Chasing Merit: Financial Aid Driving the College Application Process
Financial aid is driving the college application process with the rising cost of attending college, and getting a degree is now more expensive than ever. Families from lower-income backgrounds are finding it harder to earn need-based financial aid since demand has become so high. Which in
Since need-based scholarships are becoming more scarce, it has pushed middle-income families out of the acceptance pool for these forms of financial aid. These families, along with those from upper-middle-class backgrounds, are grappling with the reality of paying full tuition, which can range from $70,000 to $80,000 a year for elite colleges.
Since financial aid is getting more difficult to qualify for, and families are hesitant to pay the large tuition price tags, students are now “chasing merit” when creating their college lists.
Chasing merit means prioritizing schools based on the likelihood of receiving a merit-based scholarship. Unlike need-based scholarships, merit-based scholarships can be earned by students of all financial backgrounds.
These scholarships are given to those who earn good grades, receive high test scores, demonstrate leadership, excel in sports or music, and more.
Chasing merit is a great strategy for those looking to make college affordable, but in some cases, it can make it more difficult to secure a seat at the college you’d like to attend.
If you choose the chasing merit approach, you likely will eliminate the chance to apply to schools with Early Decision. Applying with Early Decision is a great way for students to gain an extra edge in the acceptance pool, and it makes a student’s chances of acceptance far more likely. If a student is accepted with Early Decision, they commit to attend that school regardless of their other acceptances.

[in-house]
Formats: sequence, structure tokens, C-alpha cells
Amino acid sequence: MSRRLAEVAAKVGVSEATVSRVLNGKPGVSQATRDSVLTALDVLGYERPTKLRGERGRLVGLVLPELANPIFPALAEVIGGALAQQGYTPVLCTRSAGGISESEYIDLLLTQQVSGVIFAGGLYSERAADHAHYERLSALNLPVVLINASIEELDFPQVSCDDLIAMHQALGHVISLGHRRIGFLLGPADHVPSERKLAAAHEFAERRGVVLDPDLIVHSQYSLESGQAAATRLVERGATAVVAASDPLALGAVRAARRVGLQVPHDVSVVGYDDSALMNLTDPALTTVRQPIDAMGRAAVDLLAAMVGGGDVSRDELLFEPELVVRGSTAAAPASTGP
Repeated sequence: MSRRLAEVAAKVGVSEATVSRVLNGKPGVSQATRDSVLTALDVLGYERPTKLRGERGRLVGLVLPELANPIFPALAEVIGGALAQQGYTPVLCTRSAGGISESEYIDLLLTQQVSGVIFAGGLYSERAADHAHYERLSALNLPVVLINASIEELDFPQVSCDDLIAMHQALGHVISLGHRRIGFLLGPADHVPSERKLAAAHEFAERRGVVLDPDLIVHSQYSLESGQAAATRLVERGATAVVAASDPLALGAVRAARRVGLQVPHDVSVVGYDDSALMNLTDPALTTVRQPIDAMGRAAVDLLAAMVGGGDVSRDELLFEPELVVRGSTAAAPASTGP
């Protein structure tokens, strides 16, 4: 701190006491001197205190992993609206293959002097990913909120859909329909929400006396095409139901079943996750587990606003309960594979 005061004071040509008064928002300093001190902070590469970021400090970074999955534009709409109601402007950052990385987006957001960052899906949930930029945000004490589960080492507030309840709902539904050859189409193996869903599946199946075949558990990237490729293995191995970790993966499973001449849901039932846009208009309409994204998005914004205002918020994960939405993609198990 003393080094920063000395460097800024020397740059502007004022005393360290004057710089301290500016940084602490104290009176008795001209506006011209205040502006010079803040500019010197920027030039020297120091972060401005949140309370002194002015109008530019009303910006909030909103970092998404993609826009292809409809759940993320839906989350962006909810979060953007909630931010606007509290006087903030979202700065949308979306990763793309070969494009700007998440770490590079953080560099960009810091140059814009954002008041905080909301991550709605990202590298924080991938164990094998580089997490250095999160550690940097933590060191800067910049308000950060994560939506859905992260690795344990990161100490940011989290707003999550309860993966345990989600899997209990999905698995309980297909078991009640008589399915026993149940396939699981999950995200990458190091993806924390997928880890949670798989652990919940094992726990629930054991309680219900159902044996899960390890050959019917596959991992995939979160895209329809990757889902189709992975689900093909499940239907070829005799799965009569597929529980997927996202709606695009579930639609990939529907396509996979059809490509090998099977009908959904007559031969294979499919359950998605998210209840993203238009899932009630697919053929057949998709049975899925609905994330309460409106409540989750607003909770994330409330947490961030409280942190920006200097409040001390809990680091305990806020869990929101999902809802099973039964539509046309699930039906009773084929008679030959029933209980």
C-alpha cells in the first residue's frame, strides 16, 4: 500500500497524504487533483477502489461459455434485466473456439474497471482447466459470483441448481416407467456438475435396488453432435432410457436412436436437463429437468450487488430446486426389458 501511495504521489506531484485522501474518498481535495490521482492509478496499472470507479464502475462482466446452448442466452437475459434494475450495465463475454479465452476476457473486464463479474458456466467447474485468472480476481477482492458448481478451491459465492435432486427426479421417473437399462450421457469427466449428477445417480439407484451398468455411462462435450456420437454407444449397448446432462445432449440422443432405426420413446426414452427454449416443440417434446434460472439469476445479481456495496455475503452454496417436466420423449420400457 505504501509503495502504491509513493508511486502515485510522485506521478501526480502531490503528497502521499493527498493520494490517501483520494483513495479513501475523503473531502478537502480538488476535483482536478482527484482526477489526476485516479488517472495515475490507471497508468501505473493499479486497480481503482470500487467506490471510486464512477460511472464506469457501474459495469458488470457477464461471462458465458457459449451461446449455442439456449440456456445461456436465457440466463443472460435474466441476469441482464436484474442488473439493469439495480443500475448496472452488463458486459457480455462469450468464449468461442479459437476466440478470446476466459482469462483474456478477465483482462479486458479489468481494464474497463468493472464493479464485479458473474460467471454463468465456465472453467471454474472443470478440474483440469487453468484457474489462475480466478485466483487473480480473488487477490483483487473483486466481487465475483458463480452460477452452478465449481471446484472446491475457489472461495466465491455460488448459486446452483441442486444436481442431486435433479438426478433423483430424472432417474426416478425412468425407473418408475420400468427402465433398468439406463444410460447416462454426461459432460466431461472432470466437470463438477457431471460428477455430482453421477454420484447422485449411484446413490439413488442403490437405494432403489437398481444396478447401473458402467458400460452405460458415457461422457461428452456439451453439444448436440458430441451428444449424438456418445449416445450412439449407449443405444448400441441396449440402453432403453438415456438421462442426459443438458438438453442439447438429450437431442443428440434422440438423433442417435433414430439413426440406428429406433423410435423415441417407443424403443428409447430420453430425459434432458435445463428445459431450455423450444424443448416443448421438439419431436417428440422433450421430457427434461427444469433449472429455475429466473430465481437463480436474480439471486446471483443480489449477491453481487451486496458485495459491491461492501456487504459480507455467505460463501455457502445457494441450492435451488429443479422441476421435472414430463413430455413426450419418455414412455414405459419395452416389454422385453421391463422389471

The advantage here is that a college is more likely to accept you based on your commitment. However, colleges that offer Early Decision rarely offer extra scholarships because you must commit to attending if accepted, regardless of their scholarship offer (or lack thereof).
Although students may miss out on Early Decision, chasing merit may still be the best strategy for some families, so get prepared and start your research.
There aren’t consistent rules for merit-based scholarships, so it’s important to look at schools on an individual basis. Some schools have extremely high standards for merit-based financial aid, and highly selective colleges typically offer only need-based scholarships. This is due to demand and overwhelming application lists. However, there are private and public institutions that can be generous with the merit scholarships they award.
Students employing the chasing merit strategy must look up the specific merit scholarships offered by each college they apply to.
Usually, the admissions section of the university website is where this information is found. If you cannot find details about merit scholarships on the school’s website, this usually means that they only offer need-based financial aid or that merit scholarships are given rarely.
If this is the case, call the admissions office and ask for details and more information.
If you are chasing merit, don’t get discouraged if the school you want to attend doesn’t offer the scholarships you’re looking for. Meet with your Cultivate Coach today and discover other financial aid forms offered by third-party and community organizations.
We want you to attend your dream school, so let’s do everything possible to make that a reality while keeping your budget in mind!